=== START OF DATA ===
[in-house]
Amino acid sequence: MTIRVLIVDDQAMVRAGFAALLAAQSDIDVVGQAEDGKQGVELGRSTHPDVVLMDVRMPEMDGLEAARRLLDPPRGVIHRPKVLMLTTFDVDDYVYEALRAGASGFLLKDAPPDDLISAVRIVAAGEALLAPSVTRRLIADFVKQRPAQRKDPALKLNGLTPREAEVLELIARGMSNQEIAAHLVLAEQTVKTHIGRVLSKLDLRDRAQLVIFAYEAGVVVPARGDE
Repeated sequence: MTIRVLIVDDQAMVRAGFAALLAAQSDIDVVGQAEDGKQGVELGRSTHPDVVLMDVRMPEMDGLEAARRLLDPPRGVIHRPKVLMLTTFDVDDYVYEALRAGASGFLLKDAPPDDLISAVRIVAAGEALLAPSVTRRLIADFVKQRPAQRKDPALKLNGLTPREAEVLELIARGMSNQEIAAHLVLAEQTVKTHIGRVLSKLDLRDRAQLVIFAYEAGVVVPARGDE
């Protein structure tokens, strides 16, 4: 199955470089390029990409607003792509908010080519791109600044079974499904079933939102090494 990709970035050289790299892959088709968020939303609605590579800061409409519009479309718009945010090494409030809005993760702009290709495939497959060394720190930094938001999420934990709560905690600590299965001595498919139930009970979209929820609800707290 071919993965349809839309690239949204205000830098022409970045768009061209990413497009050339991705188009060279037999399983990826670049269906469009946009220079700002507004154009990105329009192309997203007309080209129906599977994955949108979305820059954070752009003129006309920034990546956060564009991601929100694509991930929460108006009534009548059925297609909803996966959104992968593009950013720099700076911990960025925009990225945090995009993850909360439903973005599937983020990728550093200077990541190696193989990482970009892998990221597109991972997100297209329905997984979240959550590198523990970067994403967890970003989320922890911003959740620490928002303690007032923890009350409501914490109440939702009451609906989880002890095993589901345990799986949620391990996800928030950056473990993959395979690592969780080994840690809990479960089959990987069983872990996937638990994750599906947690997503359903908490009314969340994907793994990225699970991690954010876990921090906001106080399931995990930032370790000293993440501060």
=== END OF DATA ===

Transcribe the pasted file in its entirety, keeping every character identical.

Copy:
[in-house]
Amino acid sequence: MTIRVLIVDDQAMVRAGFAALLAAQSDIDVVGQAEDGKQGVELGRSTHPDVVLMDVRMPEMDGLEAARRLLDPPRGVIHRPKVLMLTTFDVDDYVYEALRAGASGFLLKDAPPDDLISAVRIVAAGEALLAPSVTRRLIADFVKQRPAQRKDPALKLNGLTPREAEVLELIARGMSNQEIAAHLVLAEQTVKTHIGRVLSKLDLRDRAQLVIFAYEAGVVVPARGDE
Repeated sequence: MTIRVLIVDDQAMVRAGFAALLAAQSDIDVVGQAEDGKQGVELGRSTHPDVVLMDVRMPEMDGLEAARRLLDPPRGVIHRPKVLMLTTFDVDDYVYEALRAGASGFLLKDAPPDDLISAVRIVAAGEALLAPSVTRRLIADFVKQRPAQRKDPALKLNGLTPREAEVLELIARGMSNQEIAAHLVLAEQTVKTHIGRVLSKLDLRDRAQLVIFAYEAGVVVPARGDE
């Protein structure tokens, strides 16, 4: 199955470089390029990409607003792509908010080519791109600044079974499904079933939102090494 990709970035050289790299892959088709968020939303609605590579800061409409519009479309718009945010090494409030809005993760702009290709495939497959060394720190930094938001999420934990709560905690600590299965001595498919139930009970979209929820609800707290 071919993965349809839309690239949204205000830098022409970045768009061209990413497009050339991705188009060279037999399983990826670049269906469009946009220079700002507004154009990105329009192309997203007309080209129906599977994955949108979305820059954070752009003129006309920034990546956060564009991601929100694509991930929460108006009534009548059925297609909803996966959104992968593009950013720099700076911990960025925009990225945090995009993850909360439903973005599937983020990728550093200077990541190696193989990482970009892998990221597109991972997100297209329905997984979240959550590198523990970067994403967890970003989320922890911003959740620490928002303690007032923890009350409501914490109440939702009451609906989880002890095993589901345990799986949620391990996800928030950056473990993959395979690592969780080994840690809990479960089959990987069983872990996937638990994750599906947690997503359903908490009314969340994907793994990225699970991690954010876990921090906001106080399931995990930032370790000293993440501060």